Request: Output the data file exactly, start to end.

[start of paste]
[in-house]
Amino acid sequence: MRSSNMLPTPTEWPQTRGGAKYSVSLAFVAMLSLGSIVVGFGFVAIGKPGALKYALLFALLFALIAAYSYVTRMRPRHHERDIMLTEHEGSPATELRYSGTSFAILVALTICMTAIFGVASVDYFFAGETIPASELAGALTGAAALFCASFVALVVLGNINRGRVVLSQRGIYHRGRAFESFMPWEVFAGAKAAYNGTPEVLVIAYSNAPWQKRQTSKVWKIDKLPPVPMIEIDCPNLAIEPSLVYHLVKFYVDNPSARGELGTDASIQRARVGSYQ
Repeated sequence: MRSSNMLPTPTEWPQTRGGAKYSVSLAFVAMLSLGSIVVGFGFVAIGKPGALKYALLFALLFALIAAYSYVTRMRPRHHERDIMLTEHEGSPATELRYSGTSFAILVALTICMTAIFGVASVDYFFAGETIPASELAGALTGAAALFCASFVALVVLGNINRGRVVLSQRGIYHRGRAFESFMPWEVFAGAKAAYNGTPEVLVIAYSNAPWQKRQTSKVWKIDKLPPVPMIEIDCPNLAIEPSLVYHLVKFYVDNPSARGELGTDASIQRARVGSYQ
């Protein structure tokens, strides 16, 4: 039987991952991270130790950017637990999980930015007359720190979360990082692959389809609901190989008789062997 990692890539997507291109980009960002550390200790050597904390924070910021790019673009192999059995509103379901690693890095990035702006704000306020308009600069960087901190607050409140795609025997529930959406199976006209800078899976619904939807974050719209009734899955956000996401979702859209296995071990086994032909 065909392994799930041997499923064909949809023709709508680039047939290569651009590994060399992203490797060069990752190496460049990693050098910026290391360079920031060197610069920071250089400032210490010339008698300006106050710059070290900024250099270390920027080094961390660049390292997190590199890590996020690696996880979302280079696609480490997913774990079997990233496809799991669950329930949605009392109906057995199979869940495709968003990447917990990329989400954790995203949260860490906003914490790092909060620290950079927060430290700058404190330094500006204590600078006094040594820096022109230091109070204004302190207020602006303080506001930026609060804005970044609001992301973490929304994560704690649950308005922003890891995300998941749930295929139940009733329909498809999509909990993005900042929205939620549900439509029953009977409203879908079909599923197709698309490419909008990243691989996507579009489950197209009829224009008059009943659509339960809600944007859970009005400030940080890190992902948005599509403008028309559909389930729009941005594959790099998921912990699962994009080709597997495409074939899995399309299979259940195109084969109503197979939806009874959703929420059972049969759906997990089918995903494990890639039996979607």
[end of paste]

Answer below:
[in-house]
Amino acid sequence: MRSSNMLPTPTEWPQTRGGAKYSVSLAFVAMLSLGSIVVGFGFVAIGKPGALKYALLFALLFALIAAYSYVTRMRPRHHERDIMLTEHEGSPATELRYSGTSFAILVALTICMTAIFGVASVDYFFAGETIPASELAGALTGAAALFCASFVALVVLGNINRGRVVLSQRGIYHRGRAFESFMPWEVFAGAKAAYNGTPEVLVIAYSNAPWQKRQTSKVWKIDKLPPVPMIEIDCPNLAIEPSLVYHLVKFYVDNPSARGELGTDASIQRARVGSYQ
Repeated sequence: MRSSNMLPTPTEWPQTRGGAKYSVSLAFVAMLSLGSIVVGFGFVAIGKPGALKYALLFALLFALIAAYSYVTRMRPRHHERDIMLTEHEGSPATELRYSGTSFAILVALTICMTAIFGVASVDYFFAGETIPASELAGALTGAAALFCASFVALVVLGNINRGRVVLSQRGIYHRGRAFESFMPWEVFAGAKAAYNGTPEVLVIAYSNAPWQKRQTSKVWKIDKLPPVPMIEIDCPNLAIEPSLVYHLVKFYVDNPSARGELGTDASIQRARVGSYQ
């Protein structure tokens, strides 16, 4: 039987991952991270130790950017637990999980930015007359720190979360990082692959389809609901190989008789062997 990692890539997507291109980009960002550390200790050597904390924070910021790019673009192999059995509103379901690693890095990035702006704000306020308009600069960087901190607050409140795609025997529930959406199976006209800078899976619904939807974050719209009734899955956000996401979702859209296995071990086994032909 065909392994799930041997499923064909949809023709709508680039047939290569651009590994060399992203490797060069990752190496460049990693050098910026290391360079920031060197610069920071250089400032210490010339008698300006106050710059070290900024250099270390920027080094961390660049390292997190590199890590996020690696996880979302280079696609480490997913774990079997990233496809799991669950329930949605009392109906057995199979869940495709968003990447917990990329989400954790995203949260860490906003914490790092909060620290950079927060430290700058404190330094500006204590600078006094040594820096022109230091109070204004302190207020602006303080506001930026609060804005970044609001992301973490929304994560704690649950308005922003890891995300998941749930295929139940009733329909498809999509909990993005900042929205939620549900439509029953009977409203879908079909599923197709698309490419909008990243691989996507579009489950197209009829224009008059009943659509339960809600944007859970009005400030940080890190992902948005599509403008028309559909389930729009941005594959790099998921912990699962994009080709597997495409074939899995399309299979259940195109084969109503197979939806009874959703929420059972049969759906997990089918995903494990890639039996979607």